Freelancers: The disruptive force transforming the consulting industry
Disruption has become the new normal in business, as innovative technologies and new ways of working have transformed old business models and sparked a multitude of ambitious start-ups. Few sectors have been left untouched by the disruption bug – and the multibillion-dollar consulting market is no exception.
Since the 1970s, organisations across the industry spectrum have relied on big-budget consultancy expertise – usually from a handful of all-powerful firms – to solve their operational and strategic challenges. As a result, consulting has grown into one of the largest and most profitable professional services markets on the planet, worth a whopping $250bn to the global economy.
But just like so many of their clients, these big consultancies are now seeing their territory come under threat from rapidly evolving market forces and smaller players promising a leaner way of doing things. And amid these shifting sands of change, an army of freelance talent is coming to the fore.
A perfect storm for consultancies
The big brand consultancies might seem invincible, but they’re just as vulnerable to the market forces shaping the modern business world – of which technology is front and centre. At a time when everything is becoming automated, ‘appified’ and on-demand, the whole idea of bringing in huge teams of consultants to solve rapidly shifting business problems, seems intuitively outdated. Even more so, in an uncertain economic environment.
Consultancies used to have a monopoly on data and insights, but in the connected age, that’s no longer the case. A plethora of online tools, blogs and podcasts mean that today, any business can access reams of market research and other information at the click of a button, to inform their decisions and planning. That includes many of the tools and insights that management consultancies used to charge a premium for.
Businesses are also adapting to an ever-increasing pace of change and the rapid decision-making that goes with it. In years gone by, companies could spend months developing strategies in response to new opportunities, threats and competition. But in today’s ever-evolving landscape, this approach would mean developing a strategy that’s out of date by the time it’s presented. Instead, businesses want to emulate the agile start-up model of constant testing and iterating, to drive real-time evolution. In many ways, that goes against how big consultancies have traditionally liked to work.
Cost is also a factor. With worries of another recession on the horizon, eye-watering consultancy fees are becoming increasingly difficult to justify to stakeholders. As businesses discover the tools, technologies and talent that can be found elsewhere, they’ve been left wondering if they can’t achieve the same benefits elsewhere for less, and with more flexibility and agility thrown. For many, freelancers are the answer.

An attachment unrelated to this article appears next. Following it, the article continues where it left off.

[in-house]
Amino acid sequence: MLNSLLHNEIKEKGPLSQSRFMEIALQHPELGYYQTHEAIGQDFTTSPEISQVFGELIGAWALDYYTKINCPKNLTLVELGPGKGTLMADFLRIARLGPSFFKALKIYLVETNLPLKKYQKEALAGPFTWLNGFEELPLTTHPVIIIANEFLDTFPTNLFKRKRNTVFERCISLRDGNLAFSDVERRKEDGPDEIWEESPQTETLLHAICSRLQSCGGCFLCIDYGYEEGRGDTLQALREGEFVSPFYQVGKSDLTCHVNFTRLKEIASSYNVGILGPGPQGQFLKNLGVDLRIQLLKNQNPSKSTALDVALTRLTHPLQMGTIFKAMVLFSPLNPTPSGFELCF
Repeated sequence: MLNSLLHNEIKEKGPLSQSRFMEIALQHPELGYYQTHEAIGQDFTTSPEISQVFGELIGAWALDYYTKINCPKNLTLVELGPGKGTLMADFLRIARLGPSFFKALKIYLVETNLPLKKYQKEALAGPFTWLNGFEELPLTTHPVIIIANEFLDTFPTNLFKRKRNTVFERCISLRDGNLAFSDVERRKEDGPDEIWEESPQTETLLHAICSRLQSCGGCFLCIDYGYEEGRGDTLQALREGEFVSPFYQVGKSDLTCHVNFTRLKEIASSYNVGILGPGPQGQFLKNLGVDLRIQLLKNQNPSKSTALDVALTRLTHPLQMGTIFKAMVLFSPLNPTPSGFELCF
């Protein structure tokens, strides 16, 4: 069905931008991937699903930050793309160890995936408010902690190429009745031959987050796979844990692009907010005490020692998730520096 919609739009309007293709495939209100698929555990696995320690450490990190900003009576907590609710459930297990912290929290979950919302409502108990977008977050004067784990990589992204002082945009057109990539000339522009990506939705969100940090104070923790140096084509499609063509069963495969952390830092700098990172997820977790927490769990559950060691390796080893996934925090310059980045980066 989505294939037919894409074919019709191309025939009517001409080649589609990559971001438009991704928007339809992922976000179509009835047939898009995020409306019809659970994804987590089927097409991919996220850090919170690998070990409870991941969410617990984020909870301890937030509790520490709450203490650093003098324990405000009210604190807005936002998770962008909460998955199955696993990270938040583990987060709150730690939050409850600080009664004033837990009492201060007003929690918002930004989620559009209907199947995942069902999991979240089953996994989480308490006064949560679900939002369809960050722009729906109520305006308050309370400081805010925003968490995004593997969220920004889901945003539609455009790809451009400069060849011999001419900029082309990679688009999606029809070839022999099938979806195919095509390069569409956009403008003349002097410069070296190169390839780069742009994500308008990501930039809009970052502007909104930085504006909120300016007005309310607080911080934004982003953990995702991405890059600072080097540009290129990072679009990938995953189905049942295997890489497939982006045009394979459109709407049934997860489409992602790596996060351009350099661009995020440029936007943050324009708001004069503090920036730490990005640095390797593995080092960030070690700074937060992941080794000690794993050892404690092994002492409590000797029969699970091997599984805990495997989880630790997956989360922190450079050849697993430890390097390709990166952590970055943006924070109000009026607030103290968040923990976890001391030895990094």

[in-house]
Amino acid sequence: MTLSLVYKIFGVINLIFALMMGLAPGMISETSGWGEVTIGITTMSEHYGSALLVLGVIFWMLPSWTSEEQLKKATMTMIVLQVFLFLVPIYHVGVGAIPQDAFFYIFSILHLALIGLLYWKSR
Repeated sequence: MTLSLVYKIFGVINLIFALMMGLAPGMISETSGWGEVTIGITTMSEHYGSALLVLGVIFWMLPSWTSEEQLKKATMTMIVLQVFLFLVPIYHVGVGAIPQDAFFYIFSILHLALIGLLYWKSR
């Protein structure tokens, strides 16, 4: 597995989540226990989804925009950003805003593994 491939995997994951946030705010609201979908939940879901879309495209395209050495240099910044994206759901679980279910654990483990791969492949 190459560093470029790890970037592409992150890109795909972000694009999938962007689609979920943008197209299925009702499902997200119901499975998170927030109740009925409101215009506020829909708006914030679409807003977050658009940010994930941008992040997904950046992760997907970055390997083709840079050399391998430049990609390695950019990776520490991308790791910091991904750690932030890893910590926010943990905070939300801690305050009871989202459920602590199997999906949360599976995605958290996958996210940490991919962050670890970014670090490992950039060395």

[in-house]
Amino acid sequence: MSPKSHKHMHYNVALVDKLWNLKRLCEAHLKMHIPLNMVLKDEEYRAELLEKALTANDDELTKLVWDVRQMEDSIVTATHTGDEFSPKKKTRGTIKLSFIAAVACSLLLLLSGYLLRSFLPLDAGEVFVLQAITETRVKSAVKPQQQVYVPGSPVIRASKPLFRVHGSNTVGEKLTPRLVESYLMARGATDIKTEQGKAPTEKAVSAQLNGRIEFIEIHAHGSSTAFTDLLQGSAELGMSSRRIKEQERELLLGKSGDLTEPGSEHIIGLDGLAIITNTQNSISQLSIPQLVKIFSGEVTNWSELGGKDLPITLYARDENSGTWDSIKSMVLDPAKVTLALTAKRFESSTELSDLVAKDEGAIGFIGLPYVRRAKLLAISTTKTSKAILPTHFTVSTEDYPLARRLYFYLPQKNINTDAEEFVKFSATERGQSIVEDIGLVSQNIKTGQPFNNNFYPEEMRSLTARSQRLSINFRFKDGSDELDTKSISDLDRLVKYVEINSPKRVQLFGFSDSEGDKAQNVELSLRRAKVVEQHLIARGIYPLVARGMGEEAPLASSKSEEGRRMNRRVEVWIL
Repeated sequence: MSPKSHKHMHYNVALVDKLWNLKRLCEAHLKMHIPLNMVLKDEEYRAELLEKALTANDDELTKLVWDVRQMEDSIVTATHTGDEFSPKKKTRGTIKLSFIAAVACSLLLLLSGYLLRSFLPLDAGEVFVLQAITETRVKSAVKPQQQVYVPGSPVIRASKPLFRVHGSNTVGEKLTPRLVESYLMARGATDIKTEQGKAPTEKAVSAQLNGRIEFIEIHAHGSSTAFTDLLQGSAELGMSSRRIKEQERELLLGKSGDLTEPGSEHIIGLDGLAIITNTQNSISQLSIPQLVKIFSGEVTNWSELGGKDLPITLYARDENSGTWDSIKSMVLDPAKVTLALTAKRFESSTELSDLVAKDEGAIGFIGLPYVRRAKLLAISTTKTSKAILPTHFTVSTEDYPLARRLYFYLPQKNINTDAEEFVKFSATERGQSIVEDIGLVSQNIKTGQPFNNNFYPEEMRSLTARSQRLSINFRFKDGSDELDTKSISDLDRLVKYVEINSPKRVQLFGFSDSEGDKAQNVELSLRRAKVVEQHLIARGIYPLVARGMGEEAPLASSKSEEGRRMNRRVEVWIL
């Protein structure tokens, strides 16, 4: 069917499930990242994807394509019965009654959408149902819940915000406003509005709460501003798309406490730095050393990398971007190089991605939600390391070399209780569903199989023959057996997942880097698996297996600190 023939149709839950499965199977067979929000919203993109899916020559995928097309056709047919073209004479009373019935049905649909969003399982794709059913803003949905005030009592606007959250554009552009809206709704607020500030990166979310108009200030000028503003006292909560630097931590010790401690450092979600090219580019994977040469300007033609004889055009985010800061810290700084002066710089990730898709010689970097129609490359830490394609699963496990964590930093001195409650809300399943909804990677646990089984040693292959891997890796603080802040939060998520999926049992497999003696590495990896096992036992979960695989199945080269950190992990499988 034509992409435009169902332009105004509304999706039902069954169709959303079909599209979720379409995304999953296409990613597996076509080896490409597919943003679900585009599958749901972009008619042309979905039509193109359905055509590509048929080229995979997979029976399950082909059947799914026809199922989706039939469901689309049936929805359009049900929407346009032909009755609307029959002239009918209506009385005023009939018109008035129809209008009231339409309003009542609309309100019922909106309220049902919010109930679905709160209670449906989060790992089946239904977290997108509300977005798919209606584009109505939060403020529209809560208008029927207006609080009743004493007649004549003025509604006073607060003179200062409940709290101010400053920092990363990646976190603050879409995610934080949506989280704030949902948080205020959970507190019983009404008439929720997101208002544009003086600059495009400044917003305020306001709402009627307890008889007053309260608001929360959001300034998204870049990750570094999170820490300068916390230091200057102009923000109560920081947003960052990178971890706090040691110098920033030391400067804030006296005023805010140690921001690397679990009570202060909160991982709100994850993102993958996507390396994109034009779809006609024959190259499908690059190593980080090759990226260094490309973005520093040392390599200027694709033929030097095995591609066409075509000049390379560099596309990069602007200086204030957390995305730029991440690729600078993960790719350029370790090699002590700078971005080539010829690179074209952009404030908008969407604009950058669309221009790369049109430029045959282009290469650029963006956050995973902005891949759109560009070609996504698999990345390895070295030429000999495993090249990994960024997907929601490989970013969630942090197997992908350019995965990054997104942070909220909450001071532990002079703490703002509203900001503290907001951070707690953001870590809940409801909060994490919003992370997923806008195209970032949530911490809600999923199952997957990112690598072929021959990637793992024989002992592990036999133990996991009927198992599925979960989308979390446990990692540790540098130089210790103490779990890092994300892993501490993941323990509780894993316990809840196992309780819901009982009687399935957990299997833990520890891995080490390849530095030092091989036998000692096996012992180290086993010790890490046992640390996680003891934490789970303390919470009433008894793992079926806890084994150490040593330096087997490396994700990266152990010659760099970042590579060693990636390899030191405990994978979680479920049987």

A freelance army – coming your way too
We’re in the midst of a freelancing revolution, with 35% of the US workforce and 16% of European employees now working independently – a trend that’s being reflected in countries all around the world. We see this trend across Asia and Africa too, and the momentum is gaining pace. What used to be a niche life choice has become mainstream, driven by global connectivity, online ‘matchmaking’ services, and the desire of individuals to achieve greater flexibility and a better work-life balance – alongside, in many cases, the ability to command higher wages.
As a knowledge-focused profession with relatively low overheads, consulting is fertile ground for freelancers, with thousands of talented individuals jumping ship from the big firms to set up on their own. This huge influx of talent has come at just the right time for many organisations, giving them the high-quality skills they need on demand, and at a fraction of the price of the big firms.
A 2020 article in Forbes, highlights the global trend for clients to increasingly go to freelance management consultants in many high-skill areas; both for remote and onsite projects. Further, research by Odgers Connect found that, in the UK already in 2018, a fifth of management consulting work went to freelancers, with 40% of businesses saying they have an even split between consultancy firms and independents. The study also sheds light on their reasoning, with flexibility named as the biggest driver, followed by price, quality and speed. Digital and data skills are also in high demand, suggesting the ability to respond quickly to digitization challenges is a key driver.
Organisations are therefore finding that, in the new business world, in many cases, freelance talent is fulfilling their consulting requirements more effectively than the big consultancies. Freelancers can be hired quickly, at short notice, and for flexible contracts and requirements. And on top of that, in many cases they actually get better work, at a more competitive price point.
The death of big consultancies?
So does this mean the end is nigh for the big four? Unlikely. Pre-pandemic revenues were still on the up for the key players, demonstrating huge continuing demand for their services. Big consultancies have also been busy innovating what they offer and how, including new tech platforms and specialist expertise – plus their own freelance talent pools to increase their own speed of response.
In fact, we at Outsized as well as many other talent platforms, already work with big brand consultancies who are implementing more agile operating models.
But the market has certainly opened up, making top-class consulting more accessible to a wider range of businesses, providing opportunities for talented, entrepreneurial individuals, and forcing the big players to innovate their approach. And this is only the beginning.
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